Documents associated with: 'Notes' - 'Harmonies' - 'Nocturnes', Second Series, Messrs Dowdeswell, London, 1886
Record 23 of 54
System Number: 08639
Date: [5/9 April 1886]
Recipient: [Charles William Dowdeswell?]
Repository: Library of Congress
Call Number: Rare Books and Manuscripts Division
Document Type: ALS
Did you buy the "Nocturne in Blue & Silver", at the Graham sale the other day at Christie's? -
If not you have missed it!! - I relied on your getting it - and just think of the unheard of success!! It was received with hisses!!!. So the Observer says -
This you know is the very first example of the kind -
You look out for the Observer [p. 2] next Sunday! -
Next week I shall be a good deal with you - meanwhile put down on your list for Private View -
1. [5/9 April 1886]
Dated from reference to report in the Observer.
3. Graham sale
The sale of the collection of William Graham (1817-1885), MP and collector [more], took place at Christie and Manson's auction rooms on 2 and 3 April 1886. It included important works by contemporary artists including Dante Gabriel Rossetti (1828-1882), artist and poet [more], and George Frederick Watts (1817-1904), painter and sculptor [more]. Nocturne: Blue and Gold - Old Battersea Bridge (YMSM 140), then known as 'Nocturne in Blue and Silver,' had been owned by Graham since 1877; it was purchased by Robert Hichens Camden Harrison (1837?-1924), collector [more]. See report in the Saturday Review, 10 April 1886; and Pennell, Elizabeth Robins, and Joseph Pennell, The Life of James McNeill Whistler, 2 vols, London and Philadelphia, 1908, vol 2. p. 59.
4. Observer says
A report described the sale of Nocturne: Blue and Gold - Old Battersea Bridge: 'The next work on the easel was "A Nocturne in Blue & Silver," by J. M. Whistler. It was received with hisses. This nocturne, which was used in evidence at the trial of Whistler versus Ruskin, fetched 60gs.' (Observer, 4 April 1886, No. 4950, p. 6). A week later, JW responded ironically: 'It is rare that recognition, so complete, is made during the lifetime of the painter, and I would wish to have recorded my full sense of the flattering exception in my favour.' See Whistler, James McNeill, [Letter to the Editor], The Observer, 11 April 1886 and #11342; published in Whistler, James McNeill, The Gentle Art of Making Enemies, 2nd ed., London and New York, 1892, p. 176.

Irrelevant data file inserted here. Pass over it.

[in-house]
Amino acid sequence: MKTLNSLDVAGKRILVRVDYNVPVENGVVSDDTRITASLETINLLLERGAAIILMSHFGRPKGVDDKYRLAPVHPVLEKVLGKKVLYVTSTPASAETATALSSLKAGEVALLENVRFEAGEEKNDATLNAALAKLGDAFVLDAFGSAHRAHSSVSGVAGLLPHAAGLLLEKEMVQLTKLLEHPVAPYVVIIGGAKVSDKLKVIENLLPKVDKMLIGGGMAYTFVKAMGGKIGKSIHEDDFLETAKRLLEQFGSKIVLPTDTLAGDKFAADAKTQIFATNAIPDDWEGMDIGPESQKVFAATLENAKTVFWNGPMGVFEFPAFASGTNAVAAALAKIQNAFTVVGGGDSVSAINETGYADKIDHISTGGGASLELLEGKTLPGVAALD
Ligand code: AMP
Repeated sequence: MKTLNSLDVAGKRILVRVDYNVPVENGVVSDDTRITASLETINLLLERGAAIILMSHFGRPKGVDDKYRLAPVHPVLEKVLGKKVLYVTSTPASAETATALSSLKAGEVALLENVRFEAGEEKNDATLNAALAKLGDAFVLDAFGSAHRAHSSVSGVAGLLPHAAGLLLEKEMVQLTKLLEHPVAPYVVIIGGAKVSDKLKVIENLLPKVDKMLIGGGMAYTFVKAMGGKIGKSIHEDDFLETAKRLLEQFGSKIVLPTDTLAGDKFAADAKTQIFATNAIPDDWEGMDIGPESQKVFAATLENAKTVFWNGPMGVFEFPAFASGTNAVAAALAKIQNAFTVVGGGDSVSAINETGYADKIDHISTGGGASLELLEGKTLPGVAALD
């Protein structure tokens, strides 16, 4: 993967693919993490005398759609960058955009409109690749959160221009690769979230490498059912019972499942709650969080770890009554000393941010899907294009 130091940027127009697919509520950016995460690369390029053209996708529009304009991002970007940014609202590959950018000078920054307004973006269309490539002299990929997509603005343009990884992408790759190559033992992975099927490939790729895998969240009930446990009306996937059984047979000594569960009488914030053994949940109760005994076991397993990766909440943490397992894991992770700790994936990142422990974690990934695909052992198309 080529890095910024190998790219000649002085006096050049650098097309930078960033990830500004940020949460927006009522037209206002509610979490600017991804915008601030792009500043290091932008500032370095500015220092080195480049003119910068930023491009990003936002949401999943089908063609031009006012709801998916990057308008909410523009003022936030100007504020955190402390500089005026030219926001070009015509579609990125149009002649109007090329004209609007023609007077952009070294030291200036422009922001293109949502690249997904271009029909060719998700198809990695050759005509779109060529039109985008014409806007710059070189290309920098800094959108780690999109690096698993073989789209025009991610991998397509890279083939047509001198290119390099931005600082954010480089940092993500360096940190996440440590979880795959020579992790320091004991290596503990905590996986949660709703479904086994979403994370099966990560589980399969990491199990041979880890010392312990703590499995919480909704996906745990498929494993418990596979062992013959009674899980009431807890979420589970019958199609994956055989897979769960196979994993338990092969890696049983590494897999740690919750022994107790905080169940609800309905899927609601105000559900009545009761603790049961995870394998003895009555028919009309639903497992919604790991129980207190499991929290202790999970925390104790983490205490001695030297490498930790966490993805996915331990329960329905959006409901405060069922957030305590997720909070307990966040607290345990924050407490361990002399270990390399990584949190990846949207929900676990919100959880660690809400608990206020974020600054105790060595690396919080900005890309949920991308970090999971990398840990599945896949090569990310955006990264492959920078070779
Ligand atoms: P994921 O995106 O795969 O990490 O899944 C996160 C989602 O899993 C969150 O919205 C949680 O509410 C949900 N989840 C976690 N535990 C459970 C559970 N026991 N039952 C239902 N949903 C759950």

5. Lady Hampson
Lady Hampson, wife of the 9th Baronet. The cards were invitations to the private view of 'Notes' - 'Harmonies' - 'Nocturnes', Second Series, Messrs Dowdeswell, London, 1886 on 29 April (see invitation, #13298).
7. Baroness de [Teintégnie?]
Probably Baroness de Tinténiac, a social acquaintance of JW; she may have been visiting Colonel Vivian.